High Court paves way for transgender-inclusive bathroom policies in school
WASHINGTON (CN) — A transgender teen who prevailed against his Virginia high school’s “anatomical sex” bathroom policy won’t face a Supreme Court showdown.
The justices quietly dispatched with the Gloucester County School Board’s appeal in an order list Monday, rejecting a petition that had the Fourth Circuit had “impos[ed] a one-size-fits-all solution to this vexing problem.” Per their custom, the court denied a writ of certiorari this morning without comment.
Meanwhile attorneys for former Gloucester student Gavin Grimm touted the case’s conclusion as a watershed moment in LGBT rights.
“Going forward, these decisions pave a new pathway for transgender students,” said Eden Heilman, legal director for the American Civil Liberties Union of Virginia.
Grimm, now long out of high school, reveled in the win as well.
“I was barred from the bathroom at my highschool 7 years ago, when I was 15,” he tweeted. “6 years ago, at 16, myself with the @ACLU / @ACLUVA filed suit in response to that discrimination. Twice since I have enjoyed victories in court, and now it’s over. We won.”
Monday marks the second time that the Supreme Court turned the bathroom case away without a hearing. The first occasion happened in 2017 based on shifting federal guidance.
In 2017, only months after the justices granted the school board a writ of certiorari during the Obama administration, the Justice Department under then-President Donald Trump rescinded a rule saying public schools that did not honor students by the genders with which they identify would lose their federal funding. Trump’s policy said states and school districts should set their own policies.
Grimm’s case returned to the Fourth Circuit where a panel affirmed 2-1 that Gloucester’s policies violated Title IX, the federal law prohibits sex discrimination in schools, and the 14th Amendment’s equal protection clause.
The ACLU’s Heilman noted that the the evidence of how Gloucester adopted its bathroom rules proved that the policy was not “substantially related to the privacy interests they avowed.”
“Their stated reasoning was privacy, but when we asked how this policy solved the privacy concerns they were alleging they weren’t able to give any examples,” Heilman told Courthouse News over the phone Monday.
“After the Supreme Court’s recent decision in Bostock v. Clayton County, we have little difficulty holding that a bathroom policy precluding Grimm from using the boys restrooms discriminated against him ‘on the basis of sex,’” U.S. Circuit Judge Henry Floyd had said for the panel majority. “Even if the board’s primary motivation in implementing or applying the policy was to exclude Grimm because he is transgender, his sex remains a but-for cause for the Board’s actions. Therefore, the board’s policy excluded Grimm from the boys restrooms ‘on the basis of sex.’”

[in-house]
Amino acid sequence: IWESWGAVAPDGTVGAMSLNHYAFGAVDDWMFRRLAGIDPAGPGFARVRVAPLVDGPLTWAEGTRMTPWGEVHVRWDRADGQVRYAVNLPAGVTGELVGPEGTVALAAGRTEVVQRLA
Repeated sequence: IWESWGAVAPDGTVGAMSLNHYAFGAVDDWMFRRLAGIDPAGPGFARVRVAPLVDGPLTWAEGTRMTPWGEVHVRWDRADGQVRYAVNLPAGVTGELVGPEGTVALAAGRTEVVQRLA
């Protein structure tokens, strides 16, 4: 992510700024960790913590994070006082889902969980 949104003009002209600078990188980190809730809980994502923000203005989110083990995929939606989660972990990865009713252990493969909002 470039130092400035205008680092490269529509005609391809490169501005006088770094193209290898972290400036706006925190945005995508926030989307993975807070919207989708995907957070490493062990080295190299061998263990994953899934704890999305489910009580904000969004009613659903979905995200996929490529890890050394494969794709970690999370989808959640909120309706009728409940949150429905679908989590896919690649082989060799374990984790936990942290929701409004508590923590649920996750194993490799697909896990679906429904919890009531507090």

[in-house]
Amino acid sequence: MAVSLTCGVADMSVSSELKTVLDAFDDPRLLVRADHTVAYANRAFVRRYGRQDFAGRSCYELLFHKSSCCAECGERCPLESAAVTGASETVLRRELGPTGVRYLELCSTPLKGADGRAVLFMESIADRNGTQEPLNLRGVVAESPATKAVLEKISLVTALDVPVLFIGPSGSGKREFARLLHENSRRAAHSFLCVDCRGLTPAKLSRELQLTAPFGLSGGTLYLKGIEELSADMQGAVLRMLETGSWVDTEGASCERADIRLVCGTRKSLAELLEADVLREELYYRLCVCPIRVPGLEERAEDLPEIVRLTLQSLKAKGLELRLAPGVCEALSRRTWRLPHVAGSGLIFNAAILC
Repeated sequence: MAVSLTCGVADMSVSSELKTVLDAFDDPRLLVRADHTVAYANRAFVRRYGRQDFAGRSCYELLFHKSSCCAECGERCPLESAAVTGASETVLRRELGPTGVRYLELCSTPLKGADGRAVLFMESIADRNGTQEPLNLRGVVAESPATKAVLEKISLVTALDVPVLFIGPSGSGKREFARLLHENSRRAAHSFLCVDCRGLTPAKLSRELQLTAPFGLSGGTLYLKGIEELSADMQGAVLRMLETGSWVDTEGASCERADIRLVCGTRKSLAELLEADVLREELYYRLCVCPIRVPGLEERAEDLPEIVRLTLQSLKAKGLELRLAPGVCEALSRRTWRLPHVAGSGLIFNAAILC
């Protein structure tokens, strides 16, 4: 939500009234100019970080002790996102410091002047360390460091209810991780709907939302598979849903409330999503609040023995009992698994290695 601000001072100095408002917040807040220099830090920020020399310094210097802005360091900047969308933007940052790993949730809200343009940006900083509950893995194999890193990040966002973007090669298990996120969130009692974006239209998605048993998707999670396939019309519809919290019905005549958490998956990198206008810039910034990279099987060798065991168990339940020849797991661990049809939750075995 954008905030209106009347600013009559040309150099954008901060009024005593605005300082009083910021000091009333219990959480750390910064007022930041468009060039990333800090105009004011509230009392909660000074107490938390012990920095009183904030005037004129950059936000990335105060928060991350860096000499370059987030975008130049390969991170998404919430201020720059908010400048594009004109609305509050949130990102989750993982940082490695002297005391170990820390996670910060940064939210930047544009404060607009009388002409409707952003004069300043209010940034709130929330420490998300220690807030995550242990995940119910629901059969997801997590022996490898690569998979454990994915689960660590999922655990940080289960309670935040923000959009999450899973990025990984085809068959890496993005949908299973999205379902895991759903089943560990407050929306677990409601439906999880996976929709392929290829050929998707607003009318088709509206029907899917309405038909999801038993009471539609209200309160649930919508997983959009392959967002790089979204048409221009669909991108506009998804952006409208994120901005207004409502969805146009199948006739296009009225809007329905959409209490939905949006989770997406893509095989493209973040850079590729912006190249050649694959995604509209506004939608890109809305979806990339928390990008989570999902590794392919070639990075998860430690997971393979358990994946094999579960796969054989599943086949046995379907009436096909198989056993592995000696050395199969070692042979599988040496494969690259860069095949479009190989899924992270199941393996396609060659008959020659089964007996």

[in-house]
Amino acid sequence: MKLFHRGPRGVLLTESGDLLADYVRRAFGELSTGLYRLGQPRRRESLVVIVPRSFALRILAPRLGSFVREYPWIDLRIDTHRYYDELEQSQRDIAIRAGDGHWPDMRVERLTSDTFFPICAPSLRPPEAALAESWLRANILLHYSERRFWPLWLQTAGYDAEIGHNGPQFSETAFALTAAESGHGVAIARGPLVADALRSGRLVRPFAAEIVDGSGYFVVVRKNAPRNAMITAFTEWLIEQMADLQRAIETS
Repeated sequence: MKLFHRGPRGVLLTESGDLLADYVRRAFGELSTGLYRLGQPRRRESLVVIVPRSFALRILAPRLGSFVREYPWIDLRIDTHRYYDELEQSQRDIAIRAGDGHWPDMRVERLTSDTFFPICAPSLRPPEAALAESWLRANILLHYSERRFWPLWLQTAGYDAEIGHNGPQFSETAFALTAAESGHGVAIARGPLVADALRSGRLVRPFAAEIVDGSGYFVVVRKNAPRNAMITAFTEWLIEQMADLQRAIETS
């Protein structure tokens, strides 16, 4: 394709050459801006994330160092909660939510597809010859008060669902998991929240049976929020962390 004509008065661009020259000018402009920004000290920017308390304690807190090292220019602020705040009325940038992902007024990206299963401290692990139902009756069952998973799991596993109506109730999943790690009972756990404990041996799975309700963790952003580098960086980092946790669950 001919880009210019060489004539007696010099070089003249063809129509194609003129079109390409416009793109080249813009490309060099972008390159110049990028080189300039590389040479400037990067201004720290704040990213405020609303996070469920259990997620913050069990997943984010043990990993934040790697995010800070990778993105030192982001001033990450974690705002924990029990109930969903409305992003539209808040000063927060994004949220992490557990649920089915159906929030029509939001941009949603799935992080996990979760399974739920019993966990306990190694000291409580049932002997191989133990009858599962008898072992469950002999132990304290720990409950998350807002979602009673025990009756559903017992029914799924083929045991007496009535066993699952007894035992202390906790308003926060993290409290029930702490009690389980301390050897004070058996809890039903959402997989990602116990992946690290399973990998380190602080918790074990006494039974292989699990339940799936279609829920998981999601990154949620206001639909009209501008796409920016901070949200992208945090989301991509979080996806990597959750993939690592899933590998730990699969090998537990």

While Monday’s order lacked comment from the court, it does note that the prominently conservative Justices Samuel Alito and Clarence Thomas wanted to hear Gloucester’s appeal.
A look at last year’s dissent from U.S. Circuit Judge Paul Niemeyer could offer some insight into that perspective.
“Affording all persons the respect owed to them by virtue of their humanity is a core value underlying our civil society. At the same time, our role as a court is limited,” the George W. Bush appointee wrote, parroting the position of the school board and some conservative activists that the lack of specific language about LGBT rights in federal law precludes such protections.
“We are commissioned to apply the law and must leave it to Congress to determine policy,” Niemeyer had said.
Represented by Gene Clayton Schaerr with the Washington firm Schaerr Jaffe, Gloucester’s school board had argued that the Fourth Circuit’s decision would burden an already heavily taxed school system.
“Neither Title IX nor the Equal Protection Clause mandates such a sweeping rule, and only this Court can reverse decisions adopting it in a growing number of circuits, supported now by the incoming Administration,” Schaerr wrote in the petition to the justices.
The attorney did not return requests for comment sent Monday.
Following Monday’s order, activists and legal experts are optimistic about just how much protections the combination of federal policy and law can offer transgender students in similar circumstances.
“Unless Congress rolled back Title IX in some way this decision would still stand, but we’d have the equal protection clause too,” Heilman said.
She also thanked Grimm for being the face of the fight for so long.
“From the beginning of this his steadfastness and ability to be the face and voice behind this, even though he’s not in school anymore, we’re just in awe of him and hope it has a ripple effect in other cases like this across the country,” she said.
Leading up to Grimm’s lawsuit, Gloucester High School had first insisted that students had to use the single-sex bathroom that aligned with their birth anatomy. The school later said students could also use a nongendered restroom, but Grimm saw that alternative as a stigmatizing and forced him outside of traditional gender roles.
Monday’s order list is one of the last moves the Supreme Court will take before breaking for summer recess. It still must issue opinions, however, in a handful of cases that already given oral argument.